The 2.5 acre Coastkeeper Garden is located at Santiago Canyon College in the City of Orange. This unique, sustainable garden hosts plants from six southern California native habitats as well as drought-tolerant plants. The Master Plan incorporates six California Friendly ® vignettes (garden rooms) into “backyard” landscapes that harmonize with the native plant habitat throughout the Garden.
We are open from 8:00 am to 4:00 pm, Tuesday through Saturday.
(The entrance is on East Santiago Canyon Road between Newport Ave and Jamboree)
|Part of the Natural Play Garden||Italian/Tuscan vignette||Grand entrance to the Coastkeeper Garden|
Join us on the first Saturday of every month at the Coastkeeper Garden to learn everything you need to know about planting a drought tolerant garden.
Coastkeeper Garden workshops are free to the public and take place from 10:00 – 11:00 am. Kids are always welcome at the garden. Bring your kids along to let them explore and enjoy the Natural Play Garden.
RSVP for our workshops by emailing email@example.com.
*Workshops are subject to cancellation due to poor weather.
Volunteer at the Garden
Work out your green thumb at our Garden! There is always something to do, regardless of the season, so we need as much help as we can get! Individual volunteers are welcome to help out on weekdays, and group volunteer events are by request only. Participants for group events must be 18 and over. Weekday and weekend opportunities are available.
Please download and fill out this volunteer waiver.
Become a Docent
We need volunteer docents to greet guests and be available to answer questions, and perform general maintenance. Docents will only be required to work one shift a week for a few hours at a time.
For more information, please contact us at firstname.lastname@example.org or call 714-850-1965.
Natural Play Garden
The Coastkeeper Natural Play Garden is an area within the Coastkeeper Garden where children can enjoy nature in a controlled setting through fun and exploration. The Natural Play Garden includes:
- Tree stump paths to navigate
- A deer grass maze for hiding
- Willow tree tunnels and paths
- Rocky hill for climbing and navigating
- Large tunnel built into a hillside
- Sitting areas for parents
The Purpose of the Coastkeeper Garden
Urban landscapes contribute significantly to coastal pollution mainly through inappropriate gardening practices such as over-watering, poor run-off management, and over-use of pesticides and fertilizers. The California Friendly ® and native plants featured at the Coastkeeper Garden will require less water, fertilizers, and herbicides than our typical landscaping choices. The Coastkeeper Garden highlights new and improved technologies such as ET controllers, drip irrigation, alternative turf, and reservoir style patio containers that decrease water use. Other Garden features include:
Coastkeeper Garden teaches community members about the importance of individual stewardship in protecting our natural resources. Activities range from field trips for school children to college research projects, drought tolerant landscape demonstrations and classes on local natural history.
According to the California Urban Water Conservation Council (2005), demonstration gardens “increase the public’s awareness of the importance of landscape water use efficiency and inspire them to action.” Our vision is that Garden visitors will adopt a new gardening culture. Our sustainable Garden: promotes self-sufficiency with regard to materials and maintenance, increases public access to open space and gathering places; increases urban canopy cover and ecological habitats; reconnects residents to our native habitats; and create new standards for aesthetic and landscape management in parks and urban landscapes.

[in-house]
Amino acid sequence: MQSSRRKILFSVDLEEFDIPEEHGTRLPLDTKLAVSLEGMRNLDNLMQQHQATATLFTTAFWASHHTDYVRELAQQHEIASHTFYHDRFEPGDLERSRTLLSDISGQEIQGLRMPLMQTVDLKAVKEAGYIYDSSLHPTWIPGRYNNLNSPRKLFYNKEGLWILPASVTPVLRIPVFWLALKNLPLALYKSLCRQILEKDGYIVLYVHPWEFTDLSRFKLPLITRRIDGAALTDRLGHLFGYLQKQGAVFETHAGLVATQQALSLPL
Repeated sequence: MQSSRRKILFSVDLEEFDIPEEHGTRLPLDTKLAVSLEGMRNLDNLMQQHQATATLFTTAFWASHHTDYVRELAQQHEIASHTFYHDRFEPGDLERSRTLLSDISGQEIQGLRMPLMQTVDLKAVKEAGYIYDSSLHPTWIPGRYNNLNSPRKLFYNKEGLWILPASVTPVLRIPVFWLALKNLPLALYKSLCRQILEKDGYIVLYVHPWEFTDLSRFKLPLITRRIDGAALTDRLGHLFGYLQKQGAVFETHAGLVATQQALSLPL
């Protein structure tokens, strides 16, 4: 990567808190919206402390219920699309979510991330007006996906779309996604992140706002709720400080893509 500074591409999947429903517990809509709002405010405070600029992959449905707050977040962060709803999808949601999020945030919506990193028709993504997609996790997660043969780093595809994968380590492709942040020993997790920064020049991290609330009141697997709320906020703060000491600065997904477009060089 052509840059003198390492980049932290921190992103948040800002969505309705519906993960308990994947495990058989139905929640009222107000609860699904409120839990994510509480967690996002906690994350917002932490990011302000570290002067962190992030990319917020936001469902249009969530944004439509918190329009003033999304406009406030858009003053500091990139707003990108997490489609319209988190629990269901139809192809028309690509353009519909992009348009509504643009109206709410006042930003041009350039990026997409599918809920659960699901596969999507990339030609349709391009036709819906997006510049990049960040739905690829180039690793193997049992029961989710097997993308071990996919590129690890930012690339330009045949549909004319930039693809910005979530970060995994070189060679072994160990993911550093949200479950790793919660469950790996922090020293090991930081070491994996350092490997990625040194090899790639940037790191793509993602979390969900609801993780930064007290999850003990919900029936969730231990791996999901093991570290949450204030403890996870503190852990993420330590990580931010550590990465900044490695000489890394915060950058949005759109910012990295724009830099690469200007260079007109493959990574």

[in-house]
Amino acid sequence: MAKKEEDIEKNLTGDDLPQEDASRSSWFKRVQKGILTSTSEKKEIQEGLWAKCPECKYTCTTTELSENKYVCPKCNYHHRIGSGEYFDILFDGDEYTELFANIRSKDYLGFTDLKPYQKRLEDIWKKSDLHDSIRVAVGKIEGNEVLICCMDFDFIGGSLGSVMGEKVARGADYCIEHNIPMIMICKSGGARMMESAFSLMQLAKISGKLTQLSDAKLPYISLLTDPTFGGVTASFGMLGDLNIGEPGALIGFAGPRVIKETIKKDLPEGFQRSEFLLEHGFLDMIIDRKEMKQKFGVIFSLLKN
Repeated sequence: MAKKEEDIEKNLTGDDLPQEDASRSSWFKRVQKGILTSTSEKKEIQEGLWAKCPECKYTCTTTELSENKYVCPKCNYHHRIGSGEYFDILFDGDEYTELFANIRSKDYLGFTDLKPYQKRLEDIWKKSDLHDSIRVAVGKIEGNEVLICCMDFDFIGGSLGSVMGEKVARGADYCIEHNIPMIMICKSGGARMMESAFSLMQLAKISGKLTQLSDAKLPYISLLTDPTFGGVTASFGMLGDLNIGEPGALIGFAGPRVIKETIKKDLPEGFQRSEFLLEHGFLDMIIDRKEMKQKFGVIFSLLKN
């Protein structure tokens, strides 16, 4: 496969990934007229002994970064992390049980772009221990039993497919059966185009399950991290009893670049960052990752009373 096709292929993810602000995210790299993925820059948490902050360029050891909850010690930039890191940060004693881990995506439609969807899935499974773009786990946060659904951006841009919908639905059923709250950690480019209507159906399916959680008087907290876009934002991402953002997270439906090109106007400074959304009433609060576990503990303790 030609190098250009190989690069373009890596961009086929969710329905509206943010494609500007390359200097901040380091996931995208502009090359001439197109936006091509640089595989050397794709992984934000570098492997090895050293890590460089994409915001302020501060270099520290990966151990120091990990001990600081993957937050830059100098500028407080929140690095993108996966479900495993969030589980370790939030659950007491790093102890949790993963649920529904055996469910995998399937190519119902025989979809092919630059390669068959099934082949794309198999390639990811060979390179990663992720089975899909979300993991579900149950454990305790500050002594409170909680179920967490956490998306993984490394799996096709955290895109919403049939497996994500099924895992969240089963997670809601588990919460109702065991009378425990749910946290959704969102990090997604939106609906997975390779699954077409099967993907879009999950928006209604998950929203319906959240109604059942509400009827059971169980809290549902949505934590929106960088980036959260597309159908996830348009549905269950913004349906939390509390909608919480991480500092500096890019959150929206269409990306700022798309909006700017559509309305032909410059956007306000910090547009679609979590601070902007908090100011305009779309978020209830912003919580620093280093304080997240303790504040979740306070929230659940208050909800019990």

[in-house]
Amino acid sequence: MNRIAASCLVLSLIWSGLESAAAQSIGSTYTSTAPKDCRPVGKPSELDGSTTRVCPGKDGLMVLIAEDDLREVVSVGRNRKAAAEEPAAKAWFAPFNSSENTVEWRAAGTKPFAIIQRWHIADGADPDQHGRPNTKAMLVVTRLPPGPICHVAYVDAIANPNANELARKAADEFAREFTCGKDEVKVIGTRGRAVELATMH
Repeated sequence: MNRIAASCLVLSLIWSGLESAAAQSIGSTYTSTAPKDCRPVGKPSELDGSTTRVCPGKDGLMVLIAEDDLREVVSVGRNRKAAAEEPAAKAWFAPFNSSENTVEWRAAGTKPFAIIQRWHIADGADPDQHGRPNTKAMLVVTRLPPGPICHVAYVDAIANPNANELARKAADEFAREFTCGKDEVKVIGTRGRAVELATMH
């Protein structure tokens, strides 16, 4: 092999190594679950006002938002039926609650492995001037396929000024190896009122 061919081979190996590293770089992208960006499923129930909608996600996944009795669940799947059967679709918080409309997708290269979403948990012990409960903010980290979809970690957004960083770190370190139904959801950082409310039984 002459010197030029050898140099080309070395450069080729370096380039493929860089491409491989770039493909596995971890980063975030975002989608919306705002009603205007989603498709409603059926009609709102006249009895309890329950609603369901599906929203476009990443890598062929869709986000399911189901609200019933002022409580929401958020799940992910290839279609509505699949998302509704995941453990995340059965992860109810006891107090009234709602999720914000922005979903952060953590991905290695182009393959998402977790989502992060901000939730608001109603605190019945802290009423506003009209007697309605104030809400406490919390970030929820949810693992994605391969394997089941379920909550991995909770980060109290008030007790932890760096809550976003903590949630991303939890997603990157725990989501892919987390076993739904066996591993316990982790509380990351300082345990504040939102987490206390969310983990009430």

- Preserve our Natural Heritage- As Orange County moves closer to build-out, native species of plants, birds, butterflies, and wildlife will be negatively impacted. Local residents will become more disconnected from the natural environment. The Coastkeeper Garden increases public awareness of the importance of preserving our native habitats by representing them in a public garden. It is our hope that garden visitors will encourage their public leaders to utilize public space in order to preserve our natural heritage.
- Promote Drought Tolerant Landscaping- Over fifty percent of Orange County’s water is used for landscaping, including parks, urban lawns and golf courses. As options for increasing imported water supplies dwindle, residents will need to adopt a conservation lifestyle to meet future water needs. Experts agree that outdoor use can be reduced by up to forty percent with proper irrigation technology and drought tolerant plants. The Coastkeeper Garden offers practical landscaping advice on how residents and public agencies can significantly reduce their water use.
- Reduce Urban Runoff- Inefficient landscape water use generates urban runoff that pollutes our waterways and coastal areas. Beach postings and closures due to bacterial laden urban runoff have plagued Orange County for years. Volunteers and visitors to the Coastkeeper Garden learn how their current behaviors could be negatively impacting our coast and corrective actions that can be taken to improve the environment.
Sustainable Water Usage Tools
Explore this web based water usage tool for landscaping that can be used for Orange, Los Angeles and San Diego Counties.
Thank you to the companies and organizations that have made the Garden possible:
Beckman Coulter Foundation
Brent Harris & Lisa Meulbroek
Employees Community Fund of Boeing CA
Hunter Industries, Inc.
Hydropoint Data Industries, Inc.
Irvine Ranch Water District
The Irvine Company
James Cox Foundation
Kenneth Lester Foundation
Neal Trucking Company
Orange County Community Foundation
Rhino Concrete Pumping Corp
Robertson Ready Mix
SA Recycling Company
Southern California Edison
Wells Fargo Foundation
Western Digital Foundation